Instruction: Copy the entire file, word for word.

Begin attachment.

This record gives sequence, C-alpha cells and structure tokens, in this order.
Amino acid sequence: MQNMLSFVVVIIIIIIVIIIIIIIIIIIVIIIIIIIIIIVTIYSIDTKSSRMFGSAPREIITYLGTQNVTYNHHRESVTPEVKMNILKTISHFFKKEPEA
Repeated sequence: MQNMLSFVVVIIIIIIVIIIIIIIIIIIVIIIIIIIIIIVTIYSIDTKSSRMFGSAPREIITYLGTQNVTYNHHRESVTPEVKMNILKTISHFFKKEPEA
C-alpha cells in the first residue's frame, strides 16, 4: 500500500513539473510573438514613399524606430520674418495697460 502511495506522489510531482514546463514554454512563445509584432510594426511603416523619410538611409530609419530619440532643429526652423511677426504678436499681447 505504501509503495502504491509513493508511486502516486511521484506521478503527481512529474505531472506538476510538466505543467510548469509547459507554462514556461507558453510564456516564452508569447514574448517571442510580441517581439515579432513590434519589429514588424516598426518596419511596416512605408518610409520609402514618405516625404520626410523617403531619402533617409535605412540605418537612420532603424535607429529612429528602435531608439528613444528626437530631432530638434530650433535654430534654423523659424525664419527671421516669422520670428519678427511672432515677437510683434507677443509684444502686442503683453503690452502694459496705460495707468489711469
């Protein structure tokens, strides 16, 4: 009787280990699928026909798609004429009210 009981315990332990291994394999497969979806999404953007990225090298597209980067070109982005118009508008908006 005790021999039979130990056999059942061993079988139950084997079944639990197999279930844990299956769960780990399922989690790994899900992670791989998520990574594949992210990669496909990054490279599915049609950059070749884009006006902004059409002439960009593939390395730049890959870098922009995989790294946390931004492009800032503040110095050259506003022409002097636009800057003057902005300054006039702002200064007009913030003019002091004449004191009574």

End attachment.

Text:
This record gives sequence, C-alpha cells and structure tokens, in this order.
Amino acid sequence: MQNMLSFVVVIIIIIIVIIIIIIIIIIIVIIIIIIIIIIVTIYSIDTKSSRMFGSAPREIITYLGTQNVTYNHHRESVTPEVKMNILKTISHFFKKEPEA
Repeated sequence: MQNMLSFVVVIIIIIIVIIIIIIIIIIIVIIIIIIIIIIVTIYSIDTKSSRMFGSAPREIITYLGTQNVTYNHHRESVTPEVKMNILKTISHFFKKEPEA
C-alpha cells in the first residue's frame, strides 16, 4: 500500500513539473510573438514613399524606430520674418495697460 502511495506522489510531482514546463514554454512563445509584432510594426511603416523619410538611409530609419530619440532643429526652423511677426504678436499681447 505504501509503495502504491509513493508511486502516486511521484506521478503527481512529474505531472506538476510538466505543467510548469509547459507554462514556461507558453510564456516564452508569447514574448517571442510580441517581439515579432513590434519589429514588424516598426518596419511596416512605408518610409520609402514618405516625404520626410523617403531619402533617409535605412540605418537612420532603424535607429529612429528602435531608439528613444528626437530631432530638434530650433535654430534654423523659424525664419527671421516669422520670428519678427511672432515677437510683434507677443509684444502686442503683453503690452502694459496705460495707468489711469
């Protein structure tokens, strides 16, 4: 009787280990699928026909798609004429009210 009981315990332990291994394999497969979806999404953007990225090298597209980067070109982005118009508008908006 005790021999039979130990056999059942061993079988139950084997079944639990197999279930844990299956769960780990399922989690790994899900992670791989998520990574594949992210990669496909990054490279599915049609950059070749884009006006902004059409002439960009593939390395730049890959870098922009995989790294946390931004492009800032503040110095050259506003022409002097636009800057003057902005300054006039702002200064007009913030003019002091004449004191009574």